Coming up with an idea for a new product that is innovative and unique is exciting. However, it’s also important to think about whether or not this product will be a commercial success. One way of finding out if your idea will be well received and sell well is through market testing.
This process involves disclosing the concept of your invention, or even some simple prototypes, to a small focus group of testers. Their feedback and opinions can help you shape the development of your product, and understand more about how successful it would be. Here are some tips for managing the market testing stage of your invention, to get the most out of the process.
1) Think about submitting a patent application prior to your market testing sessions. By having an official statement of your idea and its details, you can prevent rival companies mimicking the unique elements of your product. Patents don’t have to be approved before market testing can start. Even while the patent is in the pending stage, this forms a level of protection which ensures any ideas you have had cannot be taken by anyone else.
2) You might want to think about the confidentiality aspect of your testers. It may be worth using a confidentiality form to avoid the group sharing your ideas with anyone else before your product is fully finished and released into market.
3) Potentially include a moderator or chairperson for the focus group who can direct conversation. Make a list for them of the key features or important aspects you want them to encourage your testers to talk about.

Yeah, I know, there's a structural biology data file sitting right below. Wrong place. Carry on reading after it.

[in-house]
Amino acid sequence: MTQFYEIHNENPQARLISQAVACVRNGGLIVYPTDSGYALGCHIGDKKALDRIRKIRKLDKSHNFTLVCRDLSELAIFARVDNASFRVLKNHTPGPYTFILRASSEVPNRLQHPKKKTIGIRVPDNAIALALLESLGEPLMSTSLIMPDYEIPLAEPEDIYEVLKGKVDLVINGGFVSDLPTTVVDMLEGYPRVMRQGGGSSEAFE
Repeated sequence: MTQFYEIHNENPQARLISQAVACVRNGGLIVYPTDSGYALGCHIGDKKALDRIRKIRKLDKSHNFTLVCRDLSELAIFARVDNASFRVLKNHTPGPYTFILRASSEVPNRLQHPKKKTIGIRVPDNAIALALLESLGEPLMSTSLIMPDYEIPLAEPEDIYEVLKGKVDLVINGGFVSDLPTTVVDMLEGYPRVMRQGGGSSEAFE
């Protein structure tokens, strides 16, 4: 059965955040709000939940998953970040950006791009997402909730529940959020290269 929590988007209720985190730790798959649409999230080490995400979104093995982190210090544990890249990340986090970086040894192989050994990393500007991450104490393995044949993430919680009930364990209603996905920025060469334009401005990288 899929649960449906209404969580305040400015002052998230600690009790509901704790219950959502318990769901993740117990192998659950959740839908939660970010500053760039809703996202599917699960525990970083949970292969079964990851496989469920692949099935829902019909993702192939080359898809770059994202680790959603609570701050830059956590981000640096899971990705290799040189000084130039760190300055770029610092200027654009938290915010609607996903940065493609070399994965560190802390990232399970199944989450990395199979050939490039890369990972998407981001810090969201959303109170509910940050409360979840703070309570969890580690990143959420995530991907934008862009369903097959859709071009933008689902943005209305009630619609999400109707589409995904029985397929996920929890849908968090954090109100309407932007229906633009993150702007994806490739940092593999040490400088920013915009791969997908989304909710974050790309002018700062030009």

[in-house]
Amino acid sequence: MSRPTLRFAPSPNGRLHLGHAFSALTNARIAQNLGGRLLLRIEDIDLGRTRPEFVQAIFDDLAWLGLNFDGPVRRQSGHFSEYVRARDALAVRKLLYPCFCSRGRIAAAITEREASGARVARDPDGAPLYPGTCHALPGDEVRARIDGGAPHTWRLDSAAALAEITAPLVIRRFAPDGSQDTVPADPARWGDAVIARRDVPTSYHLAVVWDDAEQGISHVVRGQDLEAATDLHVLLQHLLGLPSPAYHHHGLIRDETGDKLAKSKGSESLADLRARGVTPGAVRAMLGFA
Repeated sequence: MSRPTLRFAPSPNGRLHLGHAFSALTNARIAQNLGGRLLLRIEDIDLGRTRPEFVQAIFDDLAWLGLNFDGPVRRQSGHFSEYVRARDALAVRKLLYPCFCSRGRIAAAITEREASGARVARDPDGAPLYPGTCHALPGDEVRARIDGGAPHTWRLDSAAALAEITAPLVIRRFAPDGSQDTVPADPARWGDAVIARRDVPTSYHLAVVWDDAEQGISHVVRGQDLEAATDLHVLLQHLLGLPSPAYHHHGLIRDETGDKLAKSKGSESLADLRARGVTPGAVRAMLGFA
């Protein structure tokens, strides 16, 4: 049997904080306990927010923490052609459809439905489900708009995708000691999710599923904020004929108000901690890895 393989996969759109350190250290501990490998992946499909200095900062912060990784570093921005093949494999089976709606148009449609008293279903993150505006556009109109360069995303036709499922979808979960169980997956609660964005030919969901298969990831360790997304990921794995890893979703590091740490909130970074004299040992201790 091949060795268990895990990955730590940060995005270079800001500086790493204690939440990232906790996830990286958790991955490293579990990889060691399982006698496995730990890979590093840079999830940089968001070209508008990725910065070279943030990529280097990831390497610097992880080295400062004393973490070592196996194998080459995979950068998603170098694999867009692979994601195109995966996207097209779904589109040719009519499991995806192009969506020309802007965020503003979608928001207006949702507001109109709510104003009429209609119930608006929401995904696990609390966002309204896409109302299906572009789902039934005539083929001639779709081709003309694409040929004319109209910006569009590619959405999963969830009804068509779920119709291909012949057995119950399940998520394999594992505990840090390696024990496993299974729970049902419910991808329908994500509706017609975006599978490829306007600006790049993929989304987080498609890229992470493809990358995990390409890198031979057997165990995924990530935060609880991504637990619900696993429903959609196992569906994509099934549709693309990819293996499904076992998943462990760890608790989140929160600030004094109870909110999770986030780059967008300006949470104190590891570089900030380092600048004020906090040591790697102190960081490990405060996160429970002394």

4) A prototype can be a good way of allowing your testers to fully understand the how your product will work. This means they can interact with the product and see how it would work in practice (even if your prototype is much simpler than the finished version). Just make sure to collect all samples in at the end of the session.
5) As well as protecting the physicality of your idea, think about the name of your product. In order to prevent it being used by a rival company, looking into trade marks will mean the name is protected from use by others.
6) Focus your testing on people who you see to be potential customers for your invention. They will have knowledge and understanding of the area you want to market your concept to – and as such can provide you with more in-depth and relevant responses so you can really tailor your invention to their needs.
7) Be organised during the testing. If possible, video or voice record the meeting so you have all feedback completely recorded. If not, make sure to take detailed notes – even the smallest comment could inspire you to make a big change.
This post was written by Withers & Rogers and edited by Antonia